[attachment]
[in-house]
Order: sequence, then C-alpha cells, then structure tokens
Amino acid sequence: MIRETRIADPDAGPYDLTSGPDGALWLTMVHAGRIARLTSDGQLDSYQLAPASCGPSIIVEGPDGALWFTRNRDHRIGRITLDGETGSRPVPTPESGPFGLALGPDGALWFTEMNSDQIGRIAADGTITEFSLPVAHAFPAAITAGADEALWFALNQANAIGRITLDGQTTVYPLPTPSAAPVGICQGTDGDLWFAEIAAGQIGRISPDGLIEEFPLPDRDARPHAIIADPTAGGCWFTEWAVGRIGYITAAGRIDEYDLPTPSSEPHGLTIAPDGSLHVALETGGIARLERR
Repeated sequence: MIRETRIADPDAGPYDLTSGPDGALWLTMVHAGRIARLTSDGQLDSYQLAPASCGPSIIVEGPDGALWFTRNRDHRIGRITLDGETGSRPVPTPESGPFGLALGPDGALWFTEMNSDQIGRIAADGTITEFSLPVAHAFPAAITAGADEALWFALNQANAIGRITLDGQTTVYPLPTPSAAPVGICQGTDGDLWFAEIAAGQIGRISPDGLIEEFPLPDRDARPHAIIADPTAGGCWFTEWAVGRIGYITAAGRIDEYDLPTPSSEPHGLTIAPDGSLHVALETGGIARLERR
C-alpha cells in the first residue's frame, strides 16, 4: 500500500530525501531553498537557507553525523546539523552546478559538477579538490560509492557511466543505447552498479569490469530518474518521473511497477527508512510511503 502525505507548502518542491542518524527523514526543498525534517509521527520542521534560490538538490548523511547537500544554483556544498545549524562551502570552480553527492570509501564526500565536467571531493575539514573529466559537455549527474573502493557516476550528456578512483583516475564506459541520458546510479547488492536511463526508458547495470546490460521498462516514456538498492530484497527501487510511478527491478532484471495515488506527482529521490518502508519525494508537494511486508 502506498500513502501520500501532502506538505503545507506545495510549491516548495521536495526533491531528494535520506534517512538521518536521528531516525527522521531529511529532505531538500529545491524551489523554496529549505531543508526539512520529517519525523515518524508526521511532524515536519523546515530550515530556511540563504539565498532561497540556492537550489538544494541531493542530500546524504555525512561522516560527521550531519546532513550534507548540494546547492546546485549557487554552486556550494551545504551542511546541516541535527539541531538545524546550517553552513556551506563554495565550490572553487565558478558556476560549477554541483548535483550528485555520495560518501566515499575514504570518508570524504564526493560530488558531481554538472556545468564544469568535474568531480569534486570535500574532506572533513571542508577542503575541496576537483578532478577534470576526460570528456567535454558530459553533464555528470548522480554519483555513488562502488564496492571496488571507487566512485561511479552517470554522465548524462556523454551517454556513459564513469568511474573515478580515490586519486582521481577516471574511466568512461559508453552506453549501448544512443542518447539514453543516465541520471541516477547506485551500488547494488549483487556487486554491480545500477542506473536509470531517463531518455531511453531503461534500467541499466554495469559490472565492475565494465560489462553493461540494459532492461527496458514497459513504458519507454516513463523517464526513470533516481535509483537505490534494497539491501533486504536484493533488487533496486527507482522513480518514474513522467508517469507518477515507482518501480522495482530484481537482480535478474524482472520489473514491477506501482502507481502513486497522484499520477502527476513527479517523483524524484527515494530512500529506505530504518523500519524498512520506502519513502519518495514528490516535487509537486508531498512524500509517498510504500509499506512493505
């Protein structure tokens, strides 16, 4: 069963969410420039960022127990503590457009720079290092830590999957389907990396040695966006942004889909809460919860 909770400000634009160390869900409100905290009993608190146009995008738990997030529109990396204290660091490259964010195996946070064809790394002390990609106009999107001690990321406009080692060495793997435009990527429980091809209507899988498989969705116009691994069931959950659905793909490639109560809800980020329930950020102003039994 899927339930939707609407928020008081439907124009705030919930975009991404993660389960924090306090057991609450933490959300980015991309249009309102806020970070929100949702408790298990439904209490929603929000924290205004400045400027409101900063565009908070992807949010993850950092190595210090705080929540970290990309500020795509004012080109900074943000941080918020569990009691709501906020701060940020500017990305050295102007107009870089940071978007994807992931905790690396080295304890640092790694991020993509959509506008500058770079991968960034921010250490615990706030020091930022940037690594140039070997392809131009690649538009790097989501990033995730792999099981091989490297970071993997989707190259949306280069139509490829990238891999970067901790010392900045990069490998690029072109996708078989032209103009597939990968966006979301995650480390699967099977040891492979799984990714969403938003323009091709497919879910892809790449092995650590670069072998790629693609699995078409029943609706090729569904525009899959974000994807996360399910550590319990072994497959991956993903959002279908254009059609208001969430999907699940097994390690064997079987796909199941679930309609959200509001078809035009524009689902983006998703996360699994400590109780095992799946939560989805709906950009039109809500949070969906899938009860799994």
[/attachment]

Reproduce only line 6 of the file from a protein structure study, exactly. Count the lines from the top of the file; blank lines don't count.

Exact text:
């Protein structure tokens, strides 16, 4: 069963969410420039960022127990503590457009720079290092830590999957389907990396040695966006942004889909809460919860 909770400000634009160390869900409100905290009993608190146009995008738990997030529109990396204290660091490259964010195996946070064809790394002390990609106009999107001690990321406009080692060495793997435009990527429980091809209507899988498989969705116009691994069931959950659905793909490639109560809800980020329930950020102003039994 899927339930939707609407928020008081439907124009705030919930975009991404993660389960924090306090057991609450933490959300980015991309249009309102806020970070929100949702408790298990439904209490929603929000924290205004400045400027409101900063565009908070992807949010993850950092190595210090705080929540970290990309500020795509004012080109900074943000941080918020569990009691709501906020701060940020500017990305050295102007107009870089940071978007994807992931905790690396080295304890640092790694991020993509959509506008500058770079991968960034921010250490615990706030020091930022940037690594140039070997392809131009690649538009790097989501990033995730792999099981091989490297970071993997989707190259949306280069139509490829990238891999970067901790010392900045990069490998690029072109996708078989032209103009597939990968966006979301995650480390699967099977040891492979799984990714969403938003323009091709497919879910892809790449092995650590670069072998790629693609699995078409029943609706090729569904525009899959974000994807996360399910550590319990072994497959991956993903959002279908254009059609208001969430999907699940097994390690064997079987796909199941679930309609959200509001078809035009524009689902983006998703996360699994400590109780095992799946939560989805709906950009039109809500949070969906899938009860799994």